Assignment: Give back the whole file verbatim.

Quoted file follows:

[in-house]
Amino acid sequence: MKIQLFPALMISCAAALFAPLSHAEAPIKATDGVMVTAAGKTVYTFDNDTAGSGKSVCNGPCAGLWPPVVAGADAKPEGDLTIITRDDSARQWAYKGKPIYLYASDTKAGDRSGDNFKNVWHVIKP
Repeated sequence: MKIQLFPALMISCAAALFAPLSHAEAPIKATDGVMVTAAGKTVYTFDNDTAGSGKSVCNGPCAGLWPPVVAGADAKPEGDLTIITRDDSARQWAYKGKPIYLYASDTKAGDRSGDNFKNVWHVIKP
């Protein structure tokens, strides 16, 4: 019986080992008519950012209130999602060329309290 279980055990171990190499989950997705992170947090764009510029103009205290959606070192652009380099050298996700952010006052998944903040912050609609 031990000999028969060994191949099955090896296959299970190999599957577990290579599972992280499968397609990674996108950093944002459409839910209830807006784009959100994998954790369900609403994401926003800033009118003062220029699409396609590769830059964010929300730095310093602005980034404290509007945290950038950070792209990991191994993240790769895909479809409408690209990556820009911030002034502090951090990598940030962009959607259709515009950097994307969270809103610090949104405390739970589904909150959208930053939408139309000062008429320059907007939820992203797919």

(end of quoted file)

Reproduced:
[in-house]
Amino acid sequence: MKIQLFPALMISCAAALFAPLSHAEAPIKATDGVMVTAAGKTVYTFDNDTAGSGKSVCNGPCAGLWPPVVAGADAKPEGDLTIITRDDSARQWAYKGKPIYLYASDTKAGDRSGDNFKNVWHVIKP
Repeated sequence: MKIQLFPALMISCAAALFAPLSHAEAPIKATDGVMVTAAGKTVYTFDNDTAGSGKSVCNGPCAGLWPPVVAGADAKPEGDLTIITRDDSARQWAYKGKPIYLYASDTKAGDRSGDNFKNVWHVIKP
């Protein structure tokens, strides 16, 4: 019986080992008519950012209130999602060329309290 279980055990171990190499989950997705992170947090764009510029103009205290959606070192652009380099050298996700952010006052998944903040912050609609 031990000999028969060994191949099955090896296959299970190999599957577990290579599972992280499968397609990674996108950093944002459409839910209830807006784009959100994998954790369900609403994401926003800033009118003062220029699409396609590769830059964010929300730095310093602005980034404290509007945290950038950070792209990991191994993240790769895909479809409408690209990556820009911030002034502090951090990598940030962009959607259709515009950097994307969270809103610090949104405390739970589904909150959208930053939408139309000062008429320059907007939820992203797919």